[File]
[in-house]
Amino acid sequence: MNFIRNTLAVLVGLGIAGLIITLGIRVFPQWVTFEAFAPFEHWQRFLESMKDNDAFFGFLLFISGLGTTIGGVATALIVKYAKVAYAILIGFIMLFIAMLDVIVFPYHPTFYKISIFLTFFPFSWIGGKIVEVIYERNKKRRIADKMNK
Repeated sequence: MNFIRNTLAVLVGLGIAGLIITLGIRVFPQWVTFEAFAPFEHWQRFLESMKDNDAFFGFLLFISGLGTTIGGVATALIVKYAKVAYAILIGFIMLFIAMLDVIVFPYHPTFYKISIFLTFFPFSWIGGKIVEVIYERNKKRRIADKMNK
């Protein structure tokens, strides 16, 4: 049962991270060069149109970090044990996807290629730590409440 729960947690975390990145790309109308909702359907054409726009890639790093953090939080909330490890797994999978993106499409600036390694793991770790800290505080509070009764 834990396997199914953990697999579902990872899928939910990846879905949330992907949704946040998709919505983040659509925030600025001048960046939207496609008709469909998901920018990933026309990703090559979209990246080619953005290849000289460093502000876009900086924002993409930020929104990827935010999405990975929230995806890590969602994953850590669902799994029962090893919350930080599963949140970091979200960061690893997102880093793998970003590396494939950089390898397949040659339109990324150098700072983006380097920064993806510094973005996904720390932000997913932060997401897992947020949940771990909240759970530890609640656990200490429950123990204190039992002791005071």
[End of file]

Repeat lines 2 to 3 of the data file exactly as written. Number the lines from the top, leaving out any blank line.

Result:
Amino acid sequence: MNFIRNTLAVLVGLGIAGLIITLGIRVFPQWVTFEAFAPFEHWQRFLESMKDNDAFFGFLLFISGLGTTIGGVATALIVKYAKVAYAILIGFIMLFIAMLDVIVFPYHPTFYKISIFLTFFPFSWIGGKIVEVIYERNKKRRIADKMNK
Repeated sequence: MNFIRNTLAVLVGLGIAGLIITLGIRVFPQWVTFEAFAPFEHWQRFLESMKDNDAFFGFLLFISGLGTTIGGVATALIVKYAKVAYAILIGFIMLFIAMLDVIVFPYHPTFYKISIFLTFFPFSWIGGKIVEVIYERNKKRRIADKMNK